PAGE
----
Simplicity Vs. Complexity
image credit: gmacorig
image credit: victor nuno
Simplicity (or minimalism) is one of the largest movements of the last decade, across industries. It is especially big in the areas of design, music and architecture.
Complexity was a bigger trend during the 80’s and 90’s, especially in art. Electronic and rock music from the 80’s and 90’s had that ‘over the top’ feel to it, where artists were throwing everything and the kitchen sink at their mixes.
Blogging has brought a huge trend of simplicity in writing and ideas, with people like Seth Godin as champions of pithy, terse posts. YouTube has also made popular bite-sized content, where people are taking the snacking approach to video instead of making a commitment to watch entire shows or movies.
I could speak in abstractions about simplicity versus complexity all day, as there is plenty to compare and contrast. But I wanted to shed some light on some examples of simplicity in several different areas and provide you some tangible examples.
The reason for this post is to let you ponder ideas of simplicity versus complexity in your own life, your art and your industry. There is no right answer, and certainly both have practical and useful application. You can achieve success in many areas using either simplicity or complexity, however some things just lend themselves more to one or the other.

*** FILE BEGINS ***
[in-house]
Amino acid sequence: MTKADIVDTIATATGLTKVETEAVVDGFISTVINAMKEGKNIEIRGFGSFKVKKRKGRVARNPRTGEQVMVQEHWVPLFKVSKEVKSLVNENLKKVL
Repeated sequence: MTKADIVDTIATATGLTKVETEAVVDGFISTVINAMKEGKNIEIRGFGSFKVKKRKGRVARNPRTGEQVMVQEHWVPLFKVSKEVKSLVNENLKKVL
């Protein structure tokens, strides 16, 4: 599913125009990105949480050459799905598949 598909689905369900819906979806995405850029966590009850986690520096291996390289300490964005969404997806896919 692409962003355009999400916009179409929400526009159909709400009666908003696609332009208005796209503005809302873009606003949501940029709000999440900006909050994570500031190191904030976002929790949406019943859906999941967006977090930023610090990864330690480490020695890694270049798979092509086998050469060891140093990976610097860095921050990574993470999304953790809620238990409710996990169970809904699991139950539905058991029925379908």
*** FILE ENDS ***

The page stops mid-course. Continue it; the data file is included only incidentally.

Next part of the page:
Let’s get right into it.
Slideshare presentations (PowerPoints)
Complex PPTs do not work. You end up communicating nothing. Complex power point presentations have been jokingly referred to as “Death By Powerpoint.” Here’s a succinct, clear presentation on how to stop this ubiquitous syndrome:
To not get into copyright issues here, I’ll present you with examples of simplicity versus complexity using my own music:
Complexity: off my previous album, track is called “Lifeforce” (download the full album as a free mp3 here)
BPM: 130 (although BPM doesn’t necessarily mean something will be simple or complex, higher BPMs lend themselves to complexity when I write)
Lifeforce is my attempt at an over the top, larger than life mix…lots of layers, big intro, several different progressions. It was the finale for the album, so in context I thought it worked well. Complexity in music is something I used to enjoy immensely, although lately I’ve been leaning towards more simplicity as it is more focused and clear.
Simplicity: off my next album, track is called “Follow Me”
I have taken a ‘less is more’ approach for the next album, as I have already done the complexity thing with music for several years. While lately I am favoring simplicity, I still do enjoy ‘full’ mixes (think Pink Floyd, Nine Inch Nails, etc. as much as I like more simplified stuff). Have been focusing on doing shorter, simpler songs with lower BPM.
Sorry having issues with music embeds, but you can listen to both here.
If you listened to both of these I think it’s clear what the different approaches are with music and what they bring. Simplicity does provide greater clarity to the listener and make the parts all standout more. Complexity, while not putting so much emphasis on any one part comes together in your mind to produce something that I think achieves a synergistic effect.
Edge: personal preference
Architecture and Interior Design
image credit: seier
image credit: retinafunk
image credit: ryanicus
image credit: rene ehrhardt
Edge: personal preference (although my preference here is simplicity/minimalism)